For those of you who are/will be visiting Japan for the first time, one of those little moments you feel “Waoh, I am really in Japan” is when you enter a traditional Japanese house and you step – for the first time maybe – on… a tatami mat !
Tatami 畳 is the floor covering of traditional Japanese houses and temples. Similar to a stray mat, it is made of several rice straw layers, interlaced and compressed, and covered with a thin layer of a rush called 藺草 igusa (Juncus effusus) which is also laced. The edges of the mat are protected with a hem made of fabric. Its dimension is traditionally fixed (88 cm x 176 cm or 91 cm x 182 cm). Tatami is even used as a measure for house and rooms surface. In the case, the kanji 畳 is pronounced jô.
Beyond its eminently cultural dimension in Japan, the tatami also has a lot of “practical advantages”, turning it into an interesting alternative to those who are fed up with too classic wooden floor, tiles or dusty carpets ^^ For example :
-1- Healthy !
To sleep in a futon placed on a tatami is good for the back. Unlike western style bed mattresses which are often too soft, the relative relative “firmness” of the tatami helps to adopt a correct position while sleeping and reduce the vertebral column’s joints and muscles tension. Tatami are also good for feet, as walking on it barefoot is not only enjoyable but also nice to the legs and knees as straw natural softness eases the strain endured by lower limbs.
-2- Air purifying
The natural components of the tatami mat allow it to naturally absorb the carbon dioxide in the airand to dissolve it. The ambient air of the room is then purified, to a ceetain extend of course. Furthermore, the unique smell of the rush straw Igusa is said to have an relaxing aromatherapy-effect.
-3- Humidity and mold control
The tatami also have a natural and automatic humidity regulation effect. To a certain point, the dry stray of the mat absorbs the humidity excess of the ambient air, and also the humidity form the body when sleeping on it, through the futon. To avoid accumulating too much humidity, the tatami release som of it regularly during the day. It is like the tatami is breathing ! The naturel phenomenon also help to prevent mold proliferation.
-4-Phonic and heat isolation
Being 5cm thick, tatami mats have a fairly good heat and phonic isolation. The tightly laced straw delays the diffusion of the heat and the syrinx (“pipes”) the straw are made of, in which air is confined, offer a light phonic isolation by absorbing the vibrations.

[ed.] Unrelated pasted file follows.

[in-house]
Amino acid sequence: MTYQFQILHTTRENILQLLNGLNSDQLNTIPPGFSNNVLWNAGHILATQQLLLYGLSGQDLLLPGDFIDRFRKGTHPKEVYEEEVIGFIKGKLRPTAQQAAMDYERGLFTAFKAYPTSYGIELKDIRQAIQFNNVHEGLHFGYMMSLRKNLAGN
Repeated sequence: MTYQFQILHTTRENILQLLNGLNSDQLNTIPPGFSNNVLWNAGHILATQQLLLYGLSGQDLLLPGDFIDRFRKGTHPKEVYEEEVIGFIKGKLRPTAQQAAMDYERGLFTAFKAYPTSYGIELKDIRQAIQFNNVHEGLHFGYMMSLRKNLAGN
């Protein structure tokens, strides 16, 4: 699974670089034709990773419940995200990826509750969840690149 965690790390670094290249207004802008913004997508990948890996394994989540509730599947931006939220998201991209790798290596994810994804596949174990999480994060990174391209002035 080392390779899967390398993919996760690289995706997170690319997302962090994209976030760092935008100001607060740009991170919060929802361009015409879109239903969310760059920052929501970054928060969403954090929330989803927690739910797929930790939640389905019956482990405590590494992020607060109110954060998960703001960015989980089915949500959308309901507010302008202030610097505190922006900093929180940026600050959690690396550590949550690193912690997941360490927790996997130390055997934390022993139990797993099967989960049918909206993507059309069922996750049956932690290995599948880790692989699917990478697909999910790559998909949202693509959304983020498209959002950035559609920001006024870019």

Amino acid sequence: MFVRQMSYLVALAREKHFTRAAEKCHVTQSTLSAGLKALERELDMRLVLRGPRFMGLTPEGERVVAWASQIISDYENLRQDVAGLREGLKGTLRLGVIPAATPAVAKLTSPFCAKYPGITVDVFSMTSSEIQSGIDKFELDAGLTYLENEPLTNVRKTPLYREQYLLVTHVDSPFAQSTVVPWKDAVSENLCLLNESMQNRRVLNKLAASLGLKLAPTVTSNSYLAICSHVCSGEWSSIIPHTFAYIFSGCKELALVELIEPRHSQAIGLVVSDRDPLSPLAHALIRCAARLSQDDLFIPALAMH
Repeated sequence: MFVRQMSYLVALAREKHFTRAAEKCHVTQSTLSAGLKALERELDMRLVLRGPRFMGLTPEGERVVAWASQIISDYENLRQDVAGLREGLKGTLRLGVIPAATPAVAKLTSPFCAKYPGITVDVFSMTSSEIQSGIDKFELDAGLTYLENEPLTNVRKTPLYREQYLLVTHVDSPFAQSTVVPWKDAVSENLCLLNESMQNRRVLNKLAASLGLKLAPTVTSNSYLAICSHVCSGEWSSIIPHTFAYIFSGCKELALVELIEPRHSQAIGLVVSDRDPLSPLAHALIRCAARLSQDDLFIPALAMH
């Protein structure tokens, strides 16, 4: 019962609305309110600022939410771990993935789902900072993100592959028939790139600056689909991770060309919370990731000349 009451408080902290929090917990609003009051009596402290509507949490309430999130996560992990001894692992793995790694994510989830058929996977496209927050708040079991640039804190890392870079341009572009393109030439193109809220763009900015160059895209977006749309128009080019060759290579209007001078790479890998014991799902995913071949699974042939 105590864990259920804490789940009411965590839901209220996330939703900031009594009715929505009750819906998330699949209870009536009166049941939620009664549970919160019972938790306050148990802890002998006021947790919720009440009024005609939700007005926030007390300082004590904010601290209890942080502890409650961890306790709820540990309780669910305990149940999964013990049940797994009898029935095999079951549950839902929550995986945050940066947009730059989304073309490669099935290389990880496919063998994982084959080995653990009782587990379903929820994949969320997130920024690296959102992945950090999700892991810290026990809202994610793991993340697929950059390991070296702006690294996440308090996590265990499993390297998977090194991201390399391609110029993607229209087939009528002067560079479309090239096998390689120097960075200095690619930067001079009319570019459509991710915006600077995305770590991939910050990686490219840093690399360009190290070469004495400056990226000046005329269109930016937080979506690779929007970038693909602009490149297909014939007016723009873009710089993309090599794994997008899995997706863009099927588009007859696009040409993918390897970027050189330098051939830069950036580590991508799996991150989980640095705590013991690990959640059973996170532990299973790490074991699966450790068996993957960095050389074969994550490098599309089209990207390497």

Choosing tatami is also making a eco-responsible investment! Made of 100% natural material, tatami mats don’t need trees to be cut during their production process. Knowing that it takes roughly 80 years for a tree to be used as material for furniture or flooring, and that it only takes a season to grow rice plants which will feed the people before becoming tatami material, the sustainable and eco-friendly dimension of tatami mats is obvious. Moreover, unlike wood flooring that needs to be replaced when damaged by the time, requiring more wood, the tradition for tatami is to re-use the old straw to creat new tatamis, usually once every 10 or 15 years. the strw padding can then last 30 years or more, using no chemical treatment and rejecting zero by-product in the nature when disposed after their long service in Japanese houses!
If you are interested in experiencing Japanese way of life, there is no point to hesitate any further! While staying in Japan, you can easily discover tatami mat advantages in the countless traditional inn called ryokan. If you are staying for a long period of time, why don’t you try Sakura House Japanese style Share-houses and Apartments! You just have to tick the “Japanese style room (Tatami)” box on our search engine to discover them!
The unique odor of tatami mats and igusa rush often needs few minutes to get used to, as well as for sleeping in a futon, which are firmer than a bed. But we can guarantee your stay in Japan wold be even richer !
Mata ne !
Source: Kotaro Video: Mugumogu